Parade is a musical that dramatizes the 1913 trial of Jewish factory manager Leo Frank, who was accused and convicted of raping and murdering a thirteen-year-old employee, Mary Phagan.

The trial, sensationalized by the media, aroused anti-Semitic tensions in Atlanta and the U.S. state of Georgia.

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This video tells you about both the history of the Leo Frank case and the show itself, including hearing from the writers, the director and choreographer and various casts. It was the first video I showed at the Launch Night:

 

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… and this is a brief but excellent overview of the Confederate Memorial Day and the Battle of Gettysburgh. It was the second video I showed at the Launch Night:

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.… and this is a whistle-stop tour of the relevant places around Georgia by a resident of Marietta. It was the third video I showed at the Launch Night:

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And here is the congratulatory message Jan sent us on our final show…

 

.[Important Note: any contact with Jan MUST go through me.Thank you.]

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Parade is a musical with a book by Alfred Uhry and music and lyrics by Jason Robert Brown.

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The musical was first produced on Broadway in 1998. The production was directed by Harold Prince. It starred Brent Carver as Leo Frank, Carolee Carmello as Lucille Frank, and Christy Carlson Romano as Mary Phagan.

The musical won Tony Awards for Best Book and Best Original Score (out of nine nominations) and six Drama Desk Awards. The show has enjoyed a U.S. national tour and numerous professional and amateur productions in both the U.S. and abroad.

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Michael Billington in The Guardian wrote of the London version of the show that ran at the Donmar Warehouse:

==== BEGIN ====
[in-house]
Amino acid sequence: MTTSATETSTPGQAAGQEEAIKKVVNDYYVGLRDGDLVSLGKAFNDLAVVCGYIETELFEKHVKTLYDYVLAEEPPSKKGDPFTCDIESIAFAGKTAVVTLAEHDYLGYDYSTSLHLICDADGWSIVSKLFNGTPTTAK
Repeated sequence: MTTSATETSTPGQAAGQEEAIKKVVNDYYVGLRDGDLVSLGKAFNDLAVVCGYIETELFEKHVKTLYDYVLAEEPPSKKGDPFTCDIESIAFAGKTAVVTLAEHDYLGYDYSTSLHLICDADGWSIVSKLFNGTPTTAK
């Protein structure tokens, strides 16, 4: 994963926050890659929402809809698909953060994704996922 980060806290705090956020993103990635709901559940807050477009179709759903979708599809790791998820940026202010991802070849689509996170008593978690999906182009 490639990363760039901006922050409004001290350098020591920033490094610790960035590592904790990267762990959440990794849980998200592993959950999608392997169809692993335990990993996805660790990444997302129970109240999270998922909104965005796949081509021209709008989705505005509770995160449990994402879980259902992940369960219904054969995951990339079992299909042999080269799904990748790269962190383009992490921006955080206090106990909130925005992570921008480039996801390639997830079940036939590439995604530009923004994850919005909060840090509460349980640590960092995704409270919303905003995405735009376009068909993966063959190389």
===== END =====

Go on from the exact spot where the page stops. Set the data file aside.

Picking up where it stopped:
As I watched this musical about racism and injustice in the Georgia of 1913, I wondered whether it would work even better as a docu-drama? But, in the end, the music and lyrics of Jason Robert Brown serve to reinforce rather than subvert the gripping story Alfred Uhry’s book has to tell.

The show, first seen in New York in 1998, is based on a notorious American scandal. In post-bellum Atlanta, a 13-year-old pencil factory worker was found murdered. Suspicion instantly fell on the plant superintendent, Leo Frank, partly because he was the last person to see her alive, but even more because he was a Jewish outsider. Frank was convicted largely on the say-so of a black cleaner who was a chain-gang fugitive, and a mass of trumped-up evidence. But, when the case aroused protests from the northern establishment on the grounds of anti-semitism, the Georgia governor commuted Frank’s death sentence. That, however, didn’t allow for the lynch-mob lawlessness of the deep south.

The musical doesn’t have time to set the story in context: in particular, the wave of anti-immigrant hostility that swept early 20th century America. But Brown’s music constantly underscores the key narrative points. Georgian pride is exemplified by an opening and closing ensemble sentimentally hymning “the old red hills of home”. And the contrast between Frank’s alien status and the close-knit communal values of the south is established through the songs: the Brooklyn-born hero’s numbers have a Sondheimish sense of solitude while the Atlantans express themselves through traditional southern forms. Best of all is the courtroom cakewalk, full of riotous energy, that coincides with the sickening confirmation of Frank’s sentence.

Musicals primarily deal with romance: it is refreshing to find one that deals so eloquently with the roots of southern prejudice.”

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A full time line of the history in and around the case is HERE.

 

The BEST reference material in simple form is, as usual, Wikipedia:

The Show

The Case

 

The best reference on every aspect of the case is the brilliant book by Steve Oney …

And the Dead Shall Rise: The Murder of Mary Phagan and the Lynching of Leo Frank

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